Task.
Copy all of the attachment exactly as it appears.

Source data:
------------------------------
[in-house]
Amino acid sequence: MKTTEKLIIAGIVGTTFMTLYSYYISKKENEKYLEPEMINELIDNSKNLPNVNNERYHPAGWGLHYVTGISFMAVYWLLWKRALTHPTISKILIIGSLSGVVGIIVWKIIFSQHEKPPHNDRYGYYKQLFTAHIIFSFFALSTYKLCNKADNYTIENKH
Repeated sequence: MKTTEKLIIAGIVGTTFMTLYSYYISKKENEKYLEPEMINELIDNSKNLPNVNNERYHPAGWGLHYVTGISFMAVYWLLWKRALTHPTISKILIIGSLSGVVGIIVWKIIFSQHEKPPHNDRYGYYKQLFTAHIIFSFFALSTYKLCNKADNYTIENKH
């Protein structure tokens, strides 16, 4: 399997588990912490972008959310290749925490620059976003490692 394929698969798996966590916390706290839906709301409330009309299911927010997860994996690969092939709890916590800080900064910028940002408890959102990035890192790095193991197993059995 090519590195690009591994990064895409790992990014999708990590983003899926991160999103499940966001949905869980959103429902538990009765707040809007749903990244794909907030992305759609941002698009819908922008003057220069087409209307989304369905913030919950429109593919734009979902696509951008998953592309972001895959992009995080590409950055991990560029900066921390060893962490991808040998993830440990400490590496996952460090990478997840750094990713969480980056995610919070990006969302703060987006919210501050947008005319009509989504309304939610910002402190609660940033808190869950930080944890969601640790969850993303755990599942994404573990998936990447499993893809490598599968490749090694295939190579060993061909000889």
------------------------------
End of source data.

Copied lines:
[in-house]
Amino acid sequence: MKTTEKLIIAGIVGTTFMTLYSYYISKKENEKYLEPEMINELIDNSKNLPNVNNERYHPAGWGLHYVTGISFMAVYWLLWKRALTHPTISKILIIGSLSGVVGIIVWKIIFSQHEKPPHNDRYGYYKQLFTAHIIFSFFALSTYKLCNKADNYTIENKH
Repeated sequence: MKTTEKLIIAGIVGTTFMTLYSYYISKKENEKYLEPEMINELIDNSKNLPNVNNERYHPAGWGLHYVTGISFMAVYWLLWKRALTHPTISKILIIGSLSGVVGIIVWKIIFSQHEKPPHNDRYGYYKQLFTAHIIFSFFALSTYKLCNKADNYTIENKH
């Protein structure tokens, strides 16, 4: 399997588990912490972008959310290749925490620059976003490692 394929698969798996966590916390706290839906709301409330009309299911927010997860994996690969092939709890916590800080900064910028940002408890959102990035890192790095193991197993059995 090519590195690009591994990064895409790992990014999708990590983003899926991160999103499940966001949905869980959103429902538990009765707040809007749903990244794909907030992305759609941002698009819908922008003057220069087409209307989304369905913030919950429109593919734009979902696509951008998953592309972001895959992009995080590409950055991990560029900066921390060893962490991808040998993830440990400490590496996952460090990478997840750094990713969480980056995610919070990006969302703060987006919210501050947008005319009509989504309304939610910002402190609660940033808190869950930080944890969601640790969850993303755990599942994404573990998936990447499993893809490598599968490749090694295939190579060993061909000889």